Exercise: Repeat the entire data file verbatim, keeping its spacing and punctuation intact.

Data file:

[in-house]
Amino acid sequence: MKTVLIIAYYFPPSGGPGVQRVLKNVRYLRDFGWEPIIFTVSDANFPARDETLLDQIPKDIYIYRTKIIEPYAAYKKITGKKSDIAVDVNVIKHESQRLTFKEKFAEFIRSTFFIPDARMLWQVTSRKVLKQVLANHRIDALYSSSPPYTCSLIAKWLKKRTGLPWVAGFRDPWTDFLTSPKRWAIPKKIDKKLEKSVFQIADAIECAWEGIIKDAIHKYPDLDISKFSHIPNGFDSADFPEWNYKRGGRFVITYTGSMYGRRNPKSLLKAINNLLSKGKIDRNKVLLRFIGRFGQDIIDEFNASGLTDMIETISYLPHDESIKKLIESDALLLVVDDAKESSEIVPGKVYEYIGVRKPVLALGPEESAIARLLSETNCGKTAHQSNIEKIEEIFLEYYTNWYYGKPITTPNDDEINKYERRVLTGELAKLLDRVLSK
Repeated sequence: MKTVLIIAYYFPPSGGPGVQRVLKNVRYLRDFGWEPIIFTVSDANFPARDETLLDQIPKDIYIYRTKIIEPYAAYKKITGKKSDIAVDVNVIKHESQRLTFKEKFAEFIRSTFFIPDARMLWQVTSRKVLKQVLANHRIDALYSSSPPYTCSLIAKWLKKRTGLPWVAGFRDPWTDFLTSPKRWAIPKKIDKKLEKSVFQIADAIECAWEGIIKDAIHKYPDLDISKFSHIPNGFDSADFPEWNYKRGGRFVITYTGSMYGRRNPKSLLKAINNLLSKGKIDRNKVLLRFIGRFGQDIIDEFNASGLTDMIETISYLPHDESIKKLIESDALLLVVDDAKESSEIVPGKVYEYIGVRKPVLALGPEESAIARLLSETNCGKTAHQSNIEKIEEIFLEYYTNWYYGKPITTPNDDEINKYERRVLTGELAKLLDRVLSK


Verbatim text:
[in-house]
Amino acid sequence: MKTVLIIAYYFPPSGGPGVQRVLKNVRYLRDFGWEPIIFTVSDANFPARDETLLDQIPKDIYIYRTKIIEPYAAYKKITGKKSDIAVDVNVIKHESQRLTFKEKFAEFIRSTFFIPDARMLWQVTSRKVLKQVLANHRIDALYSSSPPYTCSLIAKWLKKRTGLPWVAGFRDPWTDFLTSPKRWAIPKKIDKKLEKSVFQIADAIECAWEGIIKDAIHKYPDLDISKFSHIPNGFDSADFPEWNYKRGGRFVITYTGSMYGRRNPKSLLKAINNLLSKGKIDRNKVLLRFIGRFGQDIIDEFNASGLTDMIETISYLPHDESIKKLIESDALLLVVDDAKESSEIVPGKVYEYIGVRKPVLALGPEESAIARLLSETNCGKTAHQSNIEKIEEIFLEYYTNWYYGKPITTPNDDEINKYERRVLTGELAKLLDRVLSK
Repeated sequence: MKTVLIIAYYFPPSGGPGVQRVLKNVRYLRDFGWEPIIFTVSDANFPARDETLLDQIPKDIYIYRTKIIEPYAAYKKITGKKSDIAVDVNVIKHESQRLTFKEKFAEFIRSTFFIPDARMLWQVTSRKVLKQVLANHRIDALYSSSPPYTCSLIAKWLKKRTGLPWVAGFRDPWTDFLTSPKRWAIPKKIDKKLEKSVFQIADAIECAWEGIIKDAIHKYPDLDISKFSHIPNGFDSADFPEWNYKRGGRFVITYTGSMYGRRNPKSLLKAINNLLSKGKIDRNKVLLRFIGRFGQDIIDEFNASGLTDMIETISYLPHDESIKKLIESDALLLVVDDAKESSEIVPGKVYEYIGVRKPVLALGPEESAIARLLSETNCGKTAHQSNIEKIEEIFLEYYTNWYYGKPITTPNDDEINKYERRVLTGELAKLLDRVLSK